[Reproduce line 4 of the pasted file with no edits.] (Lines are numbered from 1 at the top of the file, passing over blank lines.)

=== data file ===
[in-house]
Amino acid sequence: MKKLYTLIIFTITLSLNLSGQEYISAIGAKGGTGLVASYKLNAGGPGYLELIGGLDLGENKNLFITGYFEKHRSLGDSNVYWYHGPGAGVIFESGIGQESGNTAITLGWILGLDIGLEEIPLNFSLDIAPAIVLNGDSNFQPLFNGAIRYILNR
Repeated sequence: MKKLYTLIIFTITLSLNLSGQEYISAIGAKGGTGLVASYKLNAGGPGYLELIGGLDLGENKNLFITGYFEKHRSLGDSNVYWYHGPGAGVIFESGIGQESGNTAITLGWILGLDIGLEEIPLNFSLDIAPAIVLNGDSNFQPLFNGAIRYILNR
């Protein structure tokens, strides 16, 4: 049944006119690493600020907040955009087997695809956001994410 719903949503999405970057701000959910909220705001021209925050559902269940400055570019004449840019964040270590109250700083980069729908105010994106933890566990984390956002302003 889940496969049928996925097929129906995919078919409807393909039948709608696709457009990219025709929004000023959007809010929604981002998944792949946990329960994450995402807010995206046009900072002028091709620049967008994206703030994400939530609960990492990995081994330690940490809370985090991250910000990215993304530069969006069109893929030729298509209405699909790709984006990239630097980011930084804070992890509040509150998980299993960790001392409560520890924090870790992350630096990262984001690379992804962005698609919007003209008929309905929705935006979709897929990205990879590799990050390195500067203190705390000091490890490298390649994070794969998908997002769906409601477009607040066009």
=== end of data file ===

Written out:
């Protein structure tokens, strides 16, 4: 049944006119690493600020907040955009087997695809956001994410 719903949503999405970057701000959910909220705001021209925050559902269940400055570019004449840019964040270590109250700083980069729908105010994106933890566990984390956002302003 889940496969049928996925097929129906995919078919409807393909039948709608696709457009990219025709929004000023959007809010929604981002998944792949946990329960994450995402807010995206046009900072002028091709620049967008994206703030994400939530609960990492990995081994330690940490809370985090991250910000990215993304530069969006069109893929030729298509209405699909790709984006990239630097980011930084804070992890509040509150998980299993960790001392409560520890924090870790992350630096990262984001690379992804962005698609919007003209008929309905929705935006979709897929990205990879590799990050390195500067203190705390000091490890490298390649994070794969998908997002769906409601477009607040066009």